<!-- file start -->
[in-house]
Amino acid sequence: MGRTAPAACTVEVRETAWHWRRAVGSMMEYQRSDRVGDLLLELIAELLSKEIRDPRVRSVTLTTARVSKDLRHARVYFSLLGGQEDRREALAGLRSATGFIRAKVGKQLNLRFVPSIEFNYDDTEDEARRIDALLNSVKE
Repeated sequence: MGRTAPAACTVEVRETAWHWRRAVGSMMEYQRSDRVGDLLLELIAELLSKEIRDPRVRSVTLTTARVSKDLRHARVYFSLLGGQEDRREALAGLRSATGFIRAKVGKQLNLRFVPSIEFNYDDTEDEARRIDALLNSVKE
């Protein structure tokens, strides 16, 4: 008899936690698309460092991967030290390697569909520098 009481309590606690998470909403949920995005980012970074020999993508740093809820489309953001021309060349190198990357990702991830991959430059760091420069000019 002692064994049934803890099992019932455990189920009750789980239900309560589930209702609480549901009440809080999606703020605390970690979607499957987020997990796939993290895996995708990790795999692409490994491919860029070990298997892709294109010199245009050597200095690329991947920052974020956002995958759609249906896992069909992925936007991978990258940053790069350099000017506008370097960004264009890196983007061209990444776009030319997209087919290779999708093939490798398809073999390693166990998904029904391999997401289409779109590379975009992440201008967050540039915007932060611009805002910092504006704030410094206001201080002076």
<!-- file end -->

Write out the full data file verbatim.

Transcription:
[in-house]
Amino acid sequence: MGRTAPAACTVEVRETAWHWRRAVGSMMEYQRSDRVGDLLLELIAELLSKEIRDPRVRSVTLTTARVSKDLRHARVYFSLLGGQEDRREALAGLRSATGFIRAKVGKQLNLRFVPSIEFNYDDTEDEARRIDALLNSVKE
Repeated sequence: MGRTAPAACTVEVRETAWHWRRAVGSMMEYQRSDRVGDLLLELIAELLSKEIRDPRVRSVTLTTARVSKDLRHARVYFSLLGGQEDRREALAGLRSATGFIRAKVGKQLNLRFVPSIEFNYDDTEDEARRIDALLNSVKE
């Protein structure tokens, strides 16, 4: 008899936690698309460092991967030290390697569909520098 009481309590606690998470909403949920995005980012970074020999993508740093809820489309953001021309060349190198990357990702991830991959430059760091420069000019 002692064994049934803890099992019932455990189920009750789980239900309560589930209702609480549901009440809080999606703020605390970690979607499957987020997990796939993290895996995708990790795999692409490994491919860029070990298997892709294109010199245009050597200095690329991947920052974020956002995958759609249906896992069909992925936007991978990258940053790069350099000017506008370097960004264009890196983007061209990444776009030319997209087919290779999708093939490798398809073999390693166990998904029904391999997401289409779109590379975009992440201008967050540039915007932060611009805002910092504006704030410094206001201080002076």